July 19, 2016: In Gaza Hamas ordered three more Gazans to be executed for being Israeli informants. Three more people were sentenced to prison for the same offense but avoided execution by cooperating with the investigation. Those who don’t cooperate often cannot because they are innocent. These prosecutions have become more common since 2010, when there were two of them. Back then over a dozen Palestinians were being sent to prison for spying each year, apparently avoiding execution by collaborating with the investigation. Israel has always had a large network of informants in Gaza, who provide data on military, economic and political events, as well as targeting information for air attacks. There are three death penalty crimes in Gaza; murder, drug trafficking and collaborating with Israel. Most of the actual executions are for collaborating. In 2013 Hamas announced a new campaign to find and arrest people providing information to Israel. Gazans who oppose Hamas (especially members of rival Fatah) saw this as directed at them. The informants provide details of the problems Hamas is having in Gaza, like the impact of most Gaza government employees not being paid regularly, if at all since 2014 because of disagreements with the West Bank Fatah government. Hamas and Fatah agreed in 2014, on paper, to form a united Palestinian government. That merger was never carried out and Fatah refused to pay government employees in Gaza. Hamas has been hustling to make partial payments ever since but even Arab donors were reluctant to help out with this.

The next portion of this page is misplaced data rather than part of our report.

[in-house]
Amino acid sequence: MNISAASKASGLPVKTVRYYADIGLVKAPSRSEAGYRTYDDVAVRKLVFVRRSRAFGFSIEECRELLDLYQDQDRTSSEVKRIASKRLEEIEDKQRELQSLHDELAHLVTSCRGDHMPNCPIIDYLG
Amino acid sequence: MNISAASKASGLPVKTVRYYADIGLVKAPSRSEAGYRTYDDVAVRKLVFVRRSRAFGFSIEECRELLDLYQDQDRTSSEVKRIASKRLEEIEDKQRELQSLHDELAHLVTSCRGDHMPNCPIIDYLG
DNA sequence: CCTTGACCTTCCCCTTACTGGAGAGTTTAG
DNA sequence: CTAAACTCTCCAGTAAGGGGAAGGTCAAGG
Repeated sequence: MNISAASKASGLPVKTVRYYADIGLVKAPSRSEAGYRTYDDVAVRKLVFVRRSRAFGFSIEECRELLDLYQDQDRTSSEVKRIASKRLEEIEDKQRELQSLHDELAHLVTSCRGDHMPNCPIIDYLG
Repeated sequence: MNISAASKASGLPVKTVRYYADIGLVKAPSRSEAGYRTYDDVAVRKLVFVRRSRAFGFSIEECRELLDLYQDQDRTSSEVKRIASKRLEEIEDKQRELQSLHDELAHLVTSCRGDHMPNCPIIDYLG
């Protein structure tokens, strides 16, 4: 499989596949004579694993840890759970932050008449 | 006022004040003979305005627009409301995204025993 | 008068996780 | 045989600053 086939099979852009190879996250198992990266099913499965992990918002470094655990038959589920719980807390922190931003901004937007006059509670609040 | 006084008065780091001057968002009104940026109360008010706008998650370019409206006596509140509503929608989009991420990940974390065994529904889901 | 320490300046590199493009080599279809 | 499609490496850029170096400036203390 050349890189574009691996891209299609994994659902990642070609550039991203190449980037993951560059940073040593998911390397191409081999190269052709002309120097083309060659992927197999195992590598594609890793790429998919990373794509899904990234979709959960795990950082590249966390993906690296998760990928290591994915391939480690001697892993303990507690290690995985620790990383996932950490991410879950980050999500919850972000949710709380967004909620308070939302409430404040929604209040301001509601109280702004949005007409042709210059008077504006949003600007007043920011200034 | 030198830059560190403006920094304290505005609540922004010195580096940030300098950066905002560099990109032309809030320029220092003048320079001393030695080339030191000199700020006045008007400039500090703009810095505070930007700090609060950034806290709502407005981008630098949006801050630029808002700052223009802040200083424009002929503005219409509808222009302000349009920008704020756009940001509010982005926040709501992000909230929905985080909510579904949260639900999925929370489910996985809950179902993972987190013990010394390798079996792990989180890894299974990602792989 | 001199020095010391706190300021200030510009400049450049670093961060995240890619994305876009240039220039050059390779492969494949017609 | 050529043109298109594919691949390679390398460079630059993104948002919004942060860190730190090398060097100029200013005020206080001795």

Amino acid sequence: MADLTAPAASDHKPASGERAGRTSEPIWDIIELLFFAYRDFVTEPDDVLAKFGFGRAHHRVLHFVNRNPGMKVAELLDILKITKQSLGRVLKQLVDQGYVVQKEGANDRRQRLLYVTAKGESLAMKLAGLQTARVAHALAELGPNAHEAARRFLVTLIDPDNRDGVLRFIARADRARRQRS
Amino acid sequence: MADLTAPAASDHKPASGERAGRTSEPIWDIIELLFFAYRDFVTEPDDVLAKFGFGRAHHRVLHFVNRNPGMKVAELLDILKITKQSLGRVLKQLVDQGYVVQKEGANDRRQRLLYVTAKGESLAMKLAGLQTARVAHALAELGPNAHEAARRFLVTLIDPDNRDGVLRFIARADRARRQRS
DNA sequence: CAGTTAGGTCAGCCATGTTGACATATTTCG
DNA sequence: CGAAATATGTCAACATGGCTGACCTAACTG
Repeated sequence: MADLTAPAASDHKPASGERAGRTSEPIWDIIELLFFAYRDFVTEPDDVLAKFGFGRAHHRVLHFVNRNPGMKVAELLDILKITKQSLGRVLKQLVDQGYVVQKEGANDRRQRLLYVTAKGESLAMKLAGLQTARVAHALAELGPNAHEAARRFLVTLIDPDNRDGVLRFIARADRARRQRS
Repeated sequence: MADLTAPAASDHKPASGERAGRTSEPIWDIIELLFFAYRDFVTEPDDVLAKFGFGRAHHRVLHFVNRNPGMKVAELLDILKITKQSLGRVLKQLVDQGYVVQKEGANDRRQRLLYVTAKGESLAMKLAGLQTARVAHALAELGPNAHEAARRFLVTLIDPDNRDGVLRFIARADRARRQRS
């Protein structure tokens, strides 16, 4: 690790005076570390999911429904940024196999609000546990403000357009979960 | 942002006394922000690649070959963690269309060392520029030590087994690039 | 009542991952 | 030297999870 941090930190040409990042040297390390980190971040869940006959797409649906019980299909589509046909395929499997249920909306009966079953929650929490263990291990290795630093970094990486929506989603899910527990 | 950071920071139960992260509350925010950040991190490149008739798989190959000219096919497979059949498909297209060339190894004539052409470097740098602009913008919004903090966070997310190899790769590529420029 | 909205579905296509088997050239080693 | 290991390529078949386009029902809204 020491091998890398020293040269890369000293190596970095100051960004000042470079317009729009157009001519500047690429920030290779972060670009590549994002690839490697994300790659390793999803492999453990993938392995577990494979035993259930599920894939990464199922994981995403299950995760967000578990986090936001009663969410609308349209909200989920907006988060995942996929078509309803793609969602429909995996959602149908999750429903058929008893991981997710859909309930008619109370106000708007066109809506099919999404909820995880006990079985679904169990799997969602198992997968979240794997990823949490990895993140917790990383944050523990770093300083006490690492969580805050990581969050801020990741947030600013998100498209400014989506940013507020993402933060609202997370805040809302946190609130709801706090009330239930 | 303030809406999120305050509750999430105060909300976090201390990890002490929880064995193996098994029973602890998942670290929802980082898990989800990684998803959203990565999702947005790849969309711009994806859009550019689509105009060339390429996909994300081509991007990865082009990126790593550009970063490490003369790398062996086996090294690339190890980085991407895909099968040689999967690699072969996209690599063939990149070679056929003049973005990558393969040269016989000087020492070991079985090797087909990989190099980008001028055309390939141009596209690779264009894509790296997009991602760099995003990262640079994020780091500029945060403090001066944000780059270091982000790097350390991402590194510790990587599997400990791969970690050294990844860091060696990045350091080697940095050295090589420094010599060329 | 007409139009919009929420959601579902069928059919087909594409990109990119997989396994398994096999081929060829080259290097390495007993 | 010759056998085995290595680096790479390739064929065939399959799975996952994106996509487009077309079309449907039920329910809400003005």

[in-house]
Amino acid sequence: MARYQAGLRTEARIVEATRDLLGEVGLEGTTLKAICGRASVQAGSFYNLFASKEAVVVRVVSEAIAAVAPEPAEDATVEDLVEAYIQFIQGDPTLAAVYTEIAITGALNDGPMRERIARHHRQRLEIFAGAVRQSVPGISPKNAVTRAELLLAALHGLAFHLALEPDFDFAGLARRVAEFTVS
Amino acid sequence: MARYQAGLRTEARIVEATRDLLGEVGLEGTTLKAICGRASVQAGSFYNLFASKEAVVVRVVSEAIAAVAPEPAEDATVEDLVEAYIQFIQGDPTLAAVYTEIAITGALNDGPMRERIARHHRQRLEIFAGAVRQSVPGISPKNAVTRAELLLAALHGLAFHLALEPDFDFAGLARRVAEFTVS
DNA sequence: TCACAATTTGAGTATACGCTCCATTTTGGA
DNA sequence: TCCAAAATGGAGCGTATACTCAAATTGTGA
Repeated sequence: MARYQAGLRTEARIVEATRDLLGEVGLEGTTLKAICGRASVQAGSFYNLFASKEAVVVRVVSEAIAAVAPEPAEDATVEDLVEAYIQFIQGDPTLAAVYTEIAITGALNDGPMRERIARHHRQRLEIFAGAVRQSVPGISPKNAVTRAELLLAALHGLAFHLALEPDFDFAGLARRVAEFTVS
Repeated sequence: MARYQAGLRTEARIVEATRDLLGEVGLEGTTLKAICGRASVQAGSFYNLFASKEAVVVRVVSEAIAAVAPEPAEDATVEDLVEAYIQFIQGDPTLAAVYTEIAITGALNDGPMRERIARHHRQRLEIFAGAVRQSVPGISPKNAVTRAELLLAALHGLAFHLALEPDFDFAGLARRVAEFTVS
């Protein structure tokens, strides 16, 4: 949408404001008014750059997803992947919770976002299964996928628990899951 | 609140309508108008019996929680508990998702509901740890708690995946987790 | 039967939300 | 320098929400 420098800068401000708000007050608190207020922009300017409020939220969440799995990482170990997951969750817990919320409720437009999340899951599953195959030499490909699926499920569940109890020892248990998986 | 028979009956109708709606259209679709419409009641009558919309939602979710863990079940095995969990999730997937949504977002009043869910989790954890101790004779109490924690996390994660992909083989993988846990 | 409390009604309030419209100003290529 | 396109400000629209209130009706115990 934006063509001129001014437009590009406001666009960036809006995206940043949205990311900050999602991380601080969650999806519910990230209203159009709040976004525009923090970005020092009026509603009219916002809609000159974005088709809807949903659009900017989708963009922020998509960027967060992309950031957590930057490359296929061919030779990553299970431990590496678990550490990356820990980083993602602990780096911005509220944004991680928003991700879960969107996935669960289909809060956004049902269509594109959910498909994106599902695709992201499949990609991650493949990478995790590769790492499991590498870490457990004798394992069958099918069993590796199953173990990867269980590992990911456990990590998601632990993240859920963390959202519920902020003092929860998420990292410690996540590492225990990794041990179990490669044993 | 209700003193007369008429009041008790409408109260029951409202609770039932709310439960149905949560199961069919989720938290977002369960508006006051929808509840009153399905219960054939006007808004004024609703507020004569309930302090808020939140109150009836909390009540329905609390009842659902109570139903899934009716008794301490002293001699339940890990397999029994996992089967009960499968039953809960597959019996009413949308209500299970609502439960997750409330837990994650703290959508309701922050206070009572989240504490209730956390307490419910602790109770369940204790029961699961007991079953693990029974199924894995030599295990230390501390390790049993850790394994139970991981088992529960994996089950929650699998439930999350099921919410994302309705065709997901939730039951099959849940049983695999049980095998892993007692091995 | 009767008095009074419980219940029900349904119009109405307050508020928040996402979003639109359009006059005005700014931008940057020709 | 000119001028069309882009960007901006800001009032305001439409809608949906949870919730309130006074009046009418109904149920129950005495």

July 18, 2016: In Gaza another Palestinian died while working on a tunnel. This death was unusual because the victim was a member of Islamic Jihad, one of the smaller Islamic terror groups in Gaza. This is the second such death for Islamic Jihad so far this month. The rest of the fifteen tunnel deaths so far this year have been Hamas men. Tunnel collapses and accidents have been common in Gaza since 2007, when Hamas backed the construction of more smuggling and “combat” tunnels. In that time it is believed that at least 400 Gazans have died in tunnel accidents. Hamas usually blames such collapses on natural causes (like heavy rain storms) but Israel believes Israel and Egypt efforts to limit lumber and cement shipments entering Gaza has played a role because many of these recent accidents seem to be the result of poor tunnel construction compared to earlier, safer, tunnels. As a result of all these accidents, which began to accelerate in late 2015, a growing number of Hamas men are refusing to work in the tunnels because there is a widely believed (among Gazans) rumor that the real cause of all these tunnel collapses (including the unreported ones that didn’t kill anyone) were the result of new Israeli anti-tunnel weapons. This sort of thing has been mentioned in the Israeli media, but mainly in terms of new detection sensors not devices that could remotely trigger a tunnel collapse. Hamas denies Israel has any such weapon and Israel won’t discuss classified military matters like new tunnel detection sensors. Hamas also does not like to openly discuss the energetic Egyptian anti-tunnel methods which include digging a canal along the Gaza border and flooding it with sea water to collapse tunnels and make it more difficult (because of the unstable wet sand) to build new ones. Hamas also adds to the mystery by refusing to release any details of their tunneling activities. That is because a lot of the underground work is on rebuilding “combat tunnels” destroyed by Israel during the mid-2014 “50 Day War”.